I hate running. Whenever I do it, it never feels natural and when I run, I feel ungraceful and run like a cow- it can move quickly but it just doesn’t look coordinated. The only bit I like about running is the bit afterwards when I get to take a bath! But you know, running is something I always wished I was better at.
So enter a great book called, “80/20 running”. In it, the author explains that the majority of people who run are moving too fast. When we run at too high an intensity, the body does not have time to adapt to exercise and bad habits can form such as wrong gait, imbalance etc. The key point though, is that the runner does not feel they are going to fast and feels normal because they are used to it. The issue with running too swiftly is not that the performance goes backwards, it’s just that improvement is slower than it should be.
To combat this, you are encouraged to perform the majority of runs slower than feels comfortable. When a runner does this their performance accelerates. A smaller proportion of the training (20%) is then pushing your body harder to grow.
The first time I tried this it felt very uncomfortable going so slow, as though I might get overtaken by a pensioner and I had to stop myself speeding up a couple of times (no metronome for running). But you know what? I felt much more joyful and it was a more mindful and not a torturous run.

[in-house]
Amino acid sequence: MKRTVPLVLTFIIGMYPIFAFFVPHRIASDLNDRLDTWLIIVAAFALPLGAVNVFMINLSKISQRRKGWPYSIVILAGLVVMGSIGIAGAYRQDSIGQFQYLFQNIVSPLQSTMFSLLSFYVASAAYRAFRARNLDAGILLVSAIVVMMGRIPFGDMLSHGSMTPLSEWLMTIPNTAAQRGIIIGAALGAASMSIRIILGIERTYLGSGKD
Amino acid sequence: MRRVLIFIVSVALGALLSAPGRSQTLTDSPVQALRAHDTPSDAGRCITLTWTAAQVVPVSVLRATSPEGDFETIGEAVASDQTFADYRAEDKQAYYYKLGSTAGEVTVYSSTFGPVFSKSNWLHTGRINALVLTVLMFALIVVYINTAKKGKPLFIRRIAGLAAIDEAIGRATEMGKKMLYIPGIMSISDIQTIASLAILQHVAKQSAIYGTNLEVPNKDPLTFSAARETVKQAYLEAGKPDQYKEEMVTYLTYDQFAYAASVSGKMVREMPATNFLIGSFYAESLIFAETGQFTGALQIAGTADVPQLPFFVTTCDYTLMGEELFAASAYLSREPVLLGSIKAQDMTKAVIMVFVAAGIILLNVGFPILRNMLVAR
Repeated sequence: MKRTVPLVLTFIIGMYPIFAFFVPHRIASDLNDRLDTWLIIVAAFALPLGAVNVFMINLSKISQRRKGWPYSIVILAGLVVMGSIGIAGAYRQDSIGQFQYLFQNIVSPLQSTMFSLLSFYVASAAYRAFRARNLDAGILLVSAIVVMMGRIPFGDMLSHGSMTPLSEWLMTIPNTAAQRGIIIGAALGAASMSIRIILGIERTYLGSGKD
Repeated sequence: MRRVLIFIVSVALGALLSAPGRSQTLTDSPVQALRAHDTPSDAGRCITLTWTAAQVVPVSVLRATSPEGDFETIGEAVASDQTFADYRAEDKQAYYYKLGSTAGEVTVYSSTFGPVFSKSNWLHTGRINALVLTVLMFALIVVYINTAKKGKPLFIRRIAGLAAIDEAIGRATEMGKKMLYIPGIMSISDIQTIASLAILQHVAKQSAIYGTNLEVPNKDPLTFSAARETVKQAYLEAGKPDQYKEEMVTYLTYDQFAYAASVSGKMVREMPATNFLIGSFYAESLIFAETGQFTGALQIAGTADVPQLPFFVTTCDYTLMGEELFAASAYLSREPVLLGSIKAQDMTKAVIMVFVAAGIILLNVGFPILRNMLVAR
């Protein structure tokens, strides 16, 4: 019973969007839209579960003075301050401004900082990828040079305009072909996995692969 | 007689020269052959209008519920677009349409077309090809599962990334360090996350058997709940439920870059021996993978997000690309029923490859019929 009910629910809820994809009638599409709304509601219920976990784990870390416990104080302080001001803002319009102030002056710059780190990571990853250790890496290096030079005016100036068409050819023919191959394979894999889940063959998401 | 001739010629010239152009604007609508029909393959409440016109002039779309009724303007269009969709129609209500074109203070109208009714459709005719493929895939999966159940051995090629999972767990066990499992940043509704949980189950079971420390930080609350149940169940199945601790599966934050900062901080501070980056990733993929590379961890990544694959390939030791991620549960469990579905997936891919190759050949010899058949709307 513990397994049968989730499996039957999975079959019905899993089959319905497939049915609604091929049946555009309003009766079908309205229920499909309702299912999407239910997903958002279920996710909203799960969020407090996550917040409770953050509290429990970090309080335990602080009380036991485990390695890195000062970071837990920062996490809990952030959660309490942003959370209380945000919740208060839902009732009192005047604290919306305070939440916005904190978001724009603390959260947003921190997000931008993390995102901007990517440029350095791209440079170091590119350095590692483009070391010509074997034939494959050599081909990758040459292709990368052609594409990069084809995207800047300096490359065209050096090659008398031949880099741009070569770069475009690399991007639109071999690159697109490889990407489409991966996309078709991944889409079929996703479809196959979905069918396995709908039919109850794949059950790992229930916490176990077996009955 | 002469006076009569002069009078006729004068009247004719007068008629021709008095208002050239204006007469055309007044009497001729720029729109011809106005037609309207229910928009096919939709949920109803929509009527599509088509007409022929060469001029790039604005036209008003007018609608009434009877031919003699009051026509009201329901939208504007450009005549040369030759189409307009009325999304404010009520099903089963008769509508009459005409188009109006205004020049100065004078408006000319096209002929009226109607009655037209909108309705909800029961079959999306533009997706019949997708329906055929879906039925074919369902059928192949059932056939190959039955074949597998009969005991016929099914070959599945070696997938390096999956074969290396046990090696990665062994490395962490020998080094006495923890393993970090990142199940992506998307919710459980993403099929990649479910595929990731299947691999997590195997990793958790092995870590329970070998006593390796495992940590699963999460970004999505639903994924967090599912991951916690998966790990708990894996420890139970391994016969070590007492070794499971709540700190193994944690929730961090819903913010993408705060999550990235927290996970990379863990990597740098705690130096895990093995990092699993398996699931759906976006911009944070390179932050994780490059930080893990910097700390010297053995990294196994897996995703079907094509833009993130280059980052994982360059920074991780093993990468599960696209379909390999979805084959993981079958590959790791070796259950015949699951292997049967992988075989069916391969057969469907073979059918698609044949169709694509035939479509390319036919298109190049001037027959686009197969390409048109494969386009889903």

How does this fit with piano?- one of the issues with beginner and intermediate piano players is they play too fast too often. Just like with running, you feel you are playing at a comfortable speed but it is still too fast and potentially causing incorrect technique or sloppy playing. Slowing down allows time to learn the nuances of playing and to get a feel for the music. Also, it allows you to see and feel where the issues are with playing and hopefully eliminate any problems. For example, when slowing down whilst playing a piece I know well, I realised I was playing awkward fingering and transformed it into a more natural playing style.
This is where it is vital to have a teacher or guide to help you find this “80/20” mix in your playing. Too much intensity and you won’t enjoy it and will pick up bad habits and yet not enough in the right areas and you won’t develop. It’s about balance.
Anyway, back to running. I am never going to be the best runner in the world, but when I do it now, I enjoy it much more and I can run further than I have for years.
So the moral of the tale is, go slower to get faster!